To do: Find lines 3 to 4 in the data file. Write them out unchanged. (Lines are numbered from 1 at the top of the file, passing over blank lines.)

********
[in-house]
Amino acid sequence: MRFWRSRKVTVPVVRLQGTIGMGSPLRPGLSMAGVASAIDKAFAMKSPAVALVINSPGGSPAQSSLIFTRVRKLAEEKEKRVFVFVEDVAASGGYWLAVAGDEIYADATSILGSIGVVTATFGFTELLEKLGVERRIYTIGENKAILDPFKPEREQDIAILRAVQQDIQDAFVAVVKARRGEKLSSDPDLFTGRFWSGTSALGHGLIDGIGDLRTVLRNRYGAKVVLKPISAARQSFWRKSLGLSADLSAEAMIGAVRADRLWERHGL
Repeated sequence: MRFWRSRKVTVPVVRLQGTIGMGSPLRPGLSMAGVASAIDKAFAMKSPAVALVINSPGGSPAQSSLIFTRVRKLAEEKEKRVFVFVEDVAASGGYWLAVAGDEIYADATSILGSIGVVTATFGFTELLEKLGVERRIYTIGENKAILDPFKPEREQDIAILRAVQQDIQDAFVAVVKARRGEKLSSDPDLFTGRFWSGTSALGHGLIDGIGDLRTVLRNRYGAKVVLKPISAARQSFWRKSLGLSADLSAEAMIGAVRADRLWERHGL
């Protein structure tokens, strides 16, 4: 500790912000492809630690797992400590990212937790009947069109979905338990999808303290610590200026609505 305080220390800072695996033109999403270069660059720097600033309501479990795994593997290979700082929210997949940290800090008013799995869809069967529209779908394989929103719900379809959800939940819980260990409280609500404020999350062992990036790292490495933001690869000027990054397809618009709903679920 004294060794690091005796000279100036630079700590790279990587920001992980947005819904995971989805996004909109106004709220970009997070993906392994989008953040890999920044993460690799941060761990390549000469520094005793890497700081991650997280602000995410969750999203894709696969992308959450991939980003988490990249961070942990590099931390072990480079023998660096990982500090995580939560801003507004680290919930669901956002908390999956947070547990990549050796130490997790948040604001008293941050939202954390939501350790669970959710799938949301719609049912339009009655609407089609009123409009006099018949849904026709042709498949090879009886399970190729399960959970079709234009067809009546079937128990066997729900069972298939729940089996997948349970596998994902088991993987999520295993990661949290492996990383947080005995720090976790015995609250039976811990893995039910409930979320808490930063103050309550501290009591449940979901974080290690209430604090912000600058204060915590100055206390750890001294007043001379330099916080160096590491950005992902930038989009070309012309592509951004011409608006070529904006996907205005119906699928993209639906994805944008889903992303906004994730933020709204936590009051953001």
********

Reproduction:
Repeated sequence: MRFWRSRKVTVPVVRLQGTIGMGSPLRPGLSMAGVASAIDKAFAMKSPAVALVINSPGGSPAQSSLIFTRVRKLAEEKEKRVFVFVEDVAASGGYWLAVAGDEIYADATSILGSIGVVTATFGFTELLEKLGVERRIYTIGENKAILDPFKPEREQDIAILRAVQQDIQDAFVAVVKARRGEKLSSDPDLFTGRFWSGTSALGHGLIDGIGDLRTVLRNRYGAKVVLKPISAARQSFWRKSLGLSADLSAEAMIGAVRADRLWERHGL
């Protein structure tokens, strides 16, 4: 500790912000492809630690797992400590990212937790009947069109979905338990999808303290610590200026609505 305080220390800072695996033109999403270069660059720097600033309501479990795994593997290979700082929210997949940290800090008013799995869809069967529209779908394989929103719900379809959800939940819980260990409280609500404020999350062992990036790292490495933001690869000027990054397809618009709903679920 004294060794690091005796000279100036630079700590790279990587920001992980947005819904995971989805996004909109106004709220970009997070993906392994989008953040890999920044993460690799941060761990390549000469520094005793890497700081991650997280602000995410969750999203894709696969992308959450991939980003988490990249961070942990590099931390072990480079023998660096990982500090995580939560801003507004680290919930669901956002908390999956947070547990990549050796130490997790948040604001008293941050939202954390939501350790669970959710799938949301719609049912339009009655609407089609009123409009006099018949849904026709042709498949090879009886399970190729399960959970079709234009067809009546079937128990066997729900069972298939729940089996997948349970596998994902088991993987999520295993990661949290492996990383947080005995720090976790015995609250039976811990893995039910409930979320808490930063103050309550501290009591449940979901974080290690209430604090912000600058204060915590100055206390750890001294007043001379330099916080160096590491950005992902930038989009070309012309592509951004011409608006070529904006996907205005119906699928993209639906994805944008889903992303906004994730933020709204936590009051953001």